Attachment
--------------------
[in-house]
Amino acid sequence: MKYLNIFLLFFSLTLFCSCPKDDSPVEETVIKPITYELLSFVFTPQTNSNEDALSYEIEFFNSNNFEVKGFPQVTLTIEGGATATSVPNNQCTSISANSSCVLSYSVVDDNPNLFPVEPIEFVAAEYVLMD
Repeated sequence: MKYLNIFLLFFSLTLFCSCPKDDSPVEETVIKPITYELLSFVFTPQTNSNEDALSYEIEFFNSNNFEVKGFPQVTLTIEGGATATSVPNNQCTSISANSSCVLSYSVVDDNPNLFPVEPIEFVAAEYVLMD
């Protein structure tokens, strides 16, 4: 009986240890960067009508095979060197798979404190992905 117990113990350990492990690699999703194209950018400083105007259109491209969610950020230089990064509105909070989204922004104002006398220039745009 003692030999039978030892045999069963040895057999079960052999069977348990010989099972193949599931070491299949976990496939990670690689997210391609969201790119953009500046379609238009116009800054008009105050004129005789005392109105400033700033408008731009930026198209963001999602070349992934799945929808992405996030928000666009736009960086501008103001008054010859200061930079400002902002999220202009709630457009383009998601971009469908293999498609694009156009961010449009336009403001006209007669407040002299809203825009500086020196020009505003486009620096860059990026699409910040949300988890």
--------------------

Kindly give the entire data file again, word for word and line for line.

[in-house]
Amino acid sequence: MKYLNIFLLFFSLTLFCSCPKDDSPVEETVIKPITYELLSFVFTPQTNSNEDALSYEIEFFNSNNFEVKGFPQVTLTIEGGATATSVPNNQCTSISANSSCVLSYSVVDDNPNLFPVEPIEFVAAEYVLMD
Repeated sequence: MKYLNIFLLFFSLTLFCSCPKDDSPVEETVIKPITYELLSFVFTPQTNSNEDALSYEIEFFNSNNFEVKGFPQVTLTIEGGATATSVPNNQCTSISANSSCVLSYSVVDDNPNLFPVEPIEFVAAEYVLMD
């Protein structure tokens, strides 16, 4: 009986240890960067009508095979060197798979404190992905 117990113990350990492990690699999703194209950018400083105007259109491209969610950020230089990064509105909070989204922004104002006398220039745009 003692030999039978030892045999069963040895057999079960052999069977348990010989099972193949599931070491299949976990496939990670690689997210391609969201790119953009500046379609238009116009800054008009105050004129005789005392109105400033700033408008731009930026198209963001999602070349992934799945929808992405996030928000666009736009960086501008103001008054010859200061930079400002902002999220202009709630457009383009998601971009469908293999498609694009156009961010449009336009403001006209007669407040002299809203825009500086020196020009505003486009620096860059990026699409910040949300988890």